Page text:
TORONTO – Ashley Madison, the infidelity dating company that was hit last year by a massive hack, now hopes that a more inclusive, female-friendly site — and new leadership — will help it woo new customers.
The Toronto-based company’s planned makeover is part of a broader strategy to rebuild the business that was left in shambles after last summer’s security breach, which exposed the personal dealings and financial information of millions of purported clients.
The cyberattack that made global headlines cost Ashley Madison’s parent company, Avid Life Media, about a quarter of its annual revenue, its new president and CEO said Tuesday.
The revamp also comes as the company is being investigated by the U.S. Federal Trade Commission, a probe launched after the security incident, they said.
“We felt this was a great opportunity in time for the company to reinvent itself. In 2016, the world is vastly different than it was in 2010,” said Avid’s new CEO, Rob Segal.
The company found that roughly 45 per cent of Ashley Madison users are single and the balance were “looking for other experiences and other types of things” besides the infidelity trumpeted under the previous regime, including polyamory, he said.
Segal gave few details about how the site aims to appeal to women, saying only that a “vastly different approach” would play out in coming weeks.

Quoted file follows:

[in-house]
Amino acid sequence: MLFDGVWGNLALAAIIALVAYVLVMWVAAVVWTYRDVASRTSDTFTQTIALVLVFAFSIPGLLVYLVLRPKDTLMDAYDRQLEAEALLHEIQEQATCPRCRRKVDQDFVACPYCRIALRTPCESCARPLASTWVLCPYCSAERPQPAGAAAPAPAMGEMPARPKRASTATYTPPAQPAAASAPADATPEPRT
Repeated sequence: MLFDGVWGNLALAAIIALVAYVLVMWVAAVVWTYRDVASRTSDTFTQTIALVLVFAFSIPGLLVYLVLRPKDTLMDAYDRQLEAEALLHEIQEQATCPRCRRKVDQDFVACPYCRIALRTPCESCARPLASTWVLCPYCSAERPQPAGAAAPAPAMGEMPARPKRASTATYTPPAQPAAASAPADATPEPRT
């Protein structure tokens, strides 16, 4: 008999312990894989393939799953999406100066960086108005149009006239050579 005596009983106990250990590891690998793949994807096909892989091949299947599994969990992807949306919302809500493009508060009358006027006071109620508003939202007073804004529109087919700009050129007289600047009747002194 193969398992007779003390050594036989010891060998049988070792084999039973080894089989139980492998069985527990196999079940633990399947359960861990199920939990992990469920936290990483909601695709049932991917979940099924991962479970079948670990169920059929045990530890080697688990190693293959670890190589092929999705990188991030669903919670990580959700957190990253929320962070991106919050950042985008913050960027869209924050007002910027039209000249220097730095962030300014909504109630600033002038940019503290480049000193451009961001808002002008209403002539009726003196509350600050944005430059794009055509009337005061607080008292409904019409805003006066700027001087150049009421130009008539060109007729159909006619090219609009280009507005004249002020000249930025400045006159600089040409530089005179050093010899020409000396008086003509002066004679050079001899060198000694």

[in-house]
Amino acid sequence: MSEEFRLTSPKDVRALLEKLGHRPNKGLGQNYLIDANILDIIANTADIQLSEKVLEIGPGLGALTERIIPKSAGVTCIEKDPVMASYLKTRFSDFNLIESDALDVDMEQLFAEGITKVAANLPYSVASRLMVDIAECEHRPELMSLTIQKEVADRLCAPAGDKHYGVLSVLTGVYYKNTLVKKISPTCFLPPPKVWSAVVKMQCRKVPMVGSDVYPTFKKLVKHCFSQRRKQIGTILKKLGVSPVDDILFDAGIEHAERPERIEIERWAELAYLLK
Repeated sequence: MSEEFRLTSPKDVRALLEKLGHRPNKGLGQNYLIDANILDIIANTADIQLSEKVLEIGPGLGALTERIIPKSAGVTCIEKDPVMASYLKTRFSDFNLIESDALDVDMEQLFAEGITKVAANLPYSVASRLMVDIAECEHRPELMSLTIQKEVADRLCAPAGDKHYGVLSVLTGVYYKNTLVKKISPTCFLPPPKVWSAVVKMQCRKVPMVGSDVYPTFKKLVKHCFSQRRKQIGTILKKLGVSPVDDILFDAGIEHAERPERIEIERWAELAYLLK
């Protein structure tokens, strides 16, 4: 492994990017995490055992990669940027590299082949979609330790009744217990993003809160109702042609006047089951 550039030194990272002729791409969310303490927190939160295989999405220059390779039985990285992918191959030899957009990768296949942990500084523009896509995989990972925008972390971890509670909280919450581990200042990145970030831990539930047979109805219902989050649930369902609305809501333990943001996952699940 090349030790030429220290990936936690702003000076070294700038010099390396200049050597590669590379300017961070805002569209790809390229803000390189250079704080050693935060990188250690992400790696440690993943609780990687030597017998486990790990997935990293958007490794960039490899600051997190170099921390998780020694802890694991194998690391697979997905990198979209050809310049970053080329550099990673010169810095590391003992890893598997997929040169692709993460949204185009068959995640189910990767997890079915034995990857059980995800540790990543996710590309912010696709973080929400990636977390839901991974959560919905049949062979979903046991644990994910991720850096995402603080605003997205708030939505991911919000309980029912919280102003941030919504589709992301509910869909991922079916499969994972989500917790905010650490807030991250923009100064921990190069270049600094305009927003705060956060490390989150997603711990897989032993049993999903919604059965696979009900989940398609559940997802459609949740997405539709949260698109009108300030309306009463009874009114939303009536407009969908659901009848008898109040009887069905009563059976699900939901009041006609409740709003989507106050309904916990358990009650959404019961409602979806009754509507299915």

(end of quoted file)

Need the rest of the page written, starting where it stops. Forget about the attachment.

Avid is also looking to purchase other dating sites in an effort to expand, said the company’s new president, James Millership.
The company has invested millions in security over the past year, hiring Deloitte to monitor its systems around the clock and striving to achieve the top level of Payment Card Industry Data Security Standard compliance, a benchmark Millership said only a handful of dating sites have reached.
Avid’s founder and former CEO Noel Biderman left last August in the wake of the hacking attack — which raised questions about whether the company would be able to survive.
Ashley Madison was also plagued by allegations that it resorted to fake profiles of women — commonly known as bots — to lure unsuspecting male customers.
The company had consistently denied the accusations but an Ernst & Young report it commissioned found the bots were still active in some parts of the world until late last year, Avid said.
“The bots, in terms of industry practice, it seems to be fairly widespread within the online dating space,” Millership said. “Under our leadership it certainly will not occur.”
Since the breach, membership has grown, he said, but revenue has declined 25 to 28 per cent to a projected $80 million this year, a drop he attributes to the loss of some of the company’s largest customers.
Regaining that trust is the top priority, Millership said.
“We understand as new leadership here that we have a long road ahead and we’ve got to continue to do right by our customers.”id.
The company will stay in Toronto, where it employs 136 people, and move to a new office in the fall.